In the past 30 days, I have given away more than 25 books that I clearly had no intention of rereading. Canceled 11 subscriptions to various content services (including Blinkist, Economist, The Harvard Business Review among others). Plugged in my 2TB external hard drive to my mac and formatted it without even seeing what’s inside. I’m guessing a crapton of educational content and stuff that I know I might need in the next 30 years 😉

And guess, what? I don’t even miss a damn thing! The ones close to me understand how much I value and invest in learning and education. And here I am, chucking these subscriptions out of my life. For good.

Yes, I literally threw away money. A lot of it! But I’ve reached a point in life where I’m beginning to question everything. Particularly my possessions and how I choose to spend my time. I notice that the fewer choices I make, the more deliberate I live.

That’s the case with money, time and your possessions.

The modern-day knowledge worker is an information-porn addict. There’s so much content out there. How do you decide what to consume and what not to? How do you keep sane in the world of contradictory opinions and fake news?

There are millions of channels on YouTube. A hundred thousand and then some podcasts. A million books on Amazon. A billion websites (perhaps more).

How do you choose what to consume? And are you consuming content or is the content consuming you?

That’s what it felt like a few weeks back.

The answer is to be conscientious about your choices. You have to be your own curator to be able to consume information that resonates with you. Instead of 50 websites, you can opt for the top 5 or 10.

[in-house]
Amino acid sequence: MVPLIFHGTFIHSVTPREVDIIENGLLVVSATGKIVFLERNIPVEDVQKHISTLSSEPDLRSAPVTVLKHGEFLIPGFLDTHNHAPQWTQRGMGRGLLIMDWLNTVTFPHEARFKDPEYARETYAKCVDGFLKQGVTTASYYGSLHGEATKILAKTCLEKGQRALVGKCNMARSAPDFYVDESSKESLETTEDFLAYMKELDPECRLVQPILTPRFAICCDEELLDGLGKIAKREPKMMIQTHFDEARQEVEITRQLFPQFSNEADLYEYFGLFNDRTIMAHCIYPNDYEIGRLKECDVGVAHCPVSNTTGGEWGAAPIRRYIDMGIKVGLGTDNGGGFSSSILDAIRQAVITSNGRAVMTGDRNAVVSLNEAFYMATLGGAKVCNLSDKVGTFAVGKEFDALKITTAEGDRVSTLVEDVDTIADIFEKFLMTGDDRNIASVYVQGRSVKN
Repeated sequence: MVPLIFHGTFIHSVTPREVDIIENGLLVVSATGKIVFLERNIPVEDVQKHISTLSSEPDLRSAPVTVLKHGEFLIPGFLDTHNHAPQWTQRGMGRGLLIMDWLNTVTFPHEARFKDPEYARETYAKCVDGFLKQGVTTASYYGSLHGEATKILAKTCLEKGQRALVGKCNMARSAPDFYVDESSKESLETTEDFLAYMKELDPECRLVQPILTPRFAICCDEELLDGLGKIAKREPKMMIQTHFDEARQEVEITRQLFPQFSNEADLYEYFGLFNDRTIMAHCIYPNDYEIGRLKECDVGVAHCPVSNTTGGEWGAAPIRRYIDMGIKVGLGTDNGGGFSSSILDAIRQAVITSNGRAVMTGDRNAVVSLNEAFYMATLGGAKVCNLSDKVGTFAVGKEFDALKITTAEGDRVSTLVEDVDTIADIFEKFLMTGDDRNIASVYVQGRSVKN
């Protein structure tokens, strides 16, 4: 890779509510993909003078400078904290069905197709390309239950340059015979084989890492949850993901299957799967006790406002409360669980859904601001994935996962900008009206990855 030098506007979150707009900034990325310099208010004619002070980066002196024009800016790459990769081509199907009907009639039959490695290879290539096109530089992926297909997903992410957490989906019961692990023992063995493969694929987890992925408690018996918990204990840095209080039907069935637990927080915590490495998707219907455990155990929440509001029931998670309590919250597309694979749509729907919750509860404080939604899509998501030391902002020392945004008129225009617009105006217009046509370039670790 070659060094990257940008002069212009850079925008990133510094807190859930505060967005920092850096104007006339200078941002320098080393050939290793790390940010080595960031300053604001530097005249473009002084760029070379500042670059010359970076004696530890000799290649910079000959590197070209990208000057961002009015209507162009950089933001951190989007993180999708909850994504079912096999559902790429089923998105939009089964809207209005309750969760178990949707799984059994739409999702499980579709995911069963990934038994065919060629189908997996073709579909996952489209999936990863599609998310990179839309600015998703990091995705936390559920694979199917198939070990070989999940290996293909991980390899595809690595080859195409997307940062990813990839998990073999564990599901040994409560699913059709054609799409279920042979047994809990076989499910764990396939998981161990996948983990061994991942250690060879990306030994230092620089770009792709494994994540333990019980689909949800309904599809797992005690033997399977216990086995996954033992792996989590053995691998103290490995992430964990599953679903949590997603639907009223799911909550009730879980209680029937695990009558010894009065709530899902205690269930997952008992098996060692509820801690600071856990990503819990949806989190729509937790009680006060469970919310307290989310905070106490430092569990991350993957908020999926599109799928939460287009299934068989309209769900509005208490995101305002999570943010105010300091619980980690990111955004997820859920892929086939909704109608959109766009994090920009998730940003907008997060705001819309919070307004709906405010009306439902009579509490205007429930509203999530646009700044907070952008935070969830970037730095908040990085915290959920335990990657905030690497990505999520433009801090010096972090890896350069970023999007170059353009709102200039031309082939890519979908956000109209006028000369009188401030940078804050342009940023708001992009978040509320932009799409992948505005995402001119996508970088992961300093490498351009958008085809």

I don’t have 50 podcasts in my PocketCast library. Just 8. And I’m quite happy with them.

I have a massive Kindle library. Too bad I can’t share them with my friends. But that doesn’t stop me from organizing my library into groups/interests to make it a breeze to peruse through my library. Further, with all the subscriptions gone, I just have to focus on my books. I realized that I really don’t have the time or inclination for a deeper analysis of a business or a world issue. And yes, the book summary services certainly miss the point.

Everyone wants to speedread a book. I want to consume it deliberately. Have a debate with the author, mess it all up with red ink and review my notes. That’s how I prefer to read. It’s more satisfying than zipping through half a dozen summaries in an hour’s time.

I want to be a little more deliberate about my life. Yes, it doesn’t come easy. But when things get though, I have a much easier time choosing what brings me more joy and value in the long term.

Less is more. Less is just enough.

PS: Just remembered — I gave away my iPad mini 4 this morning. The only thing I do with this magnificent device is read books! And I can get it done with a Kindle too!

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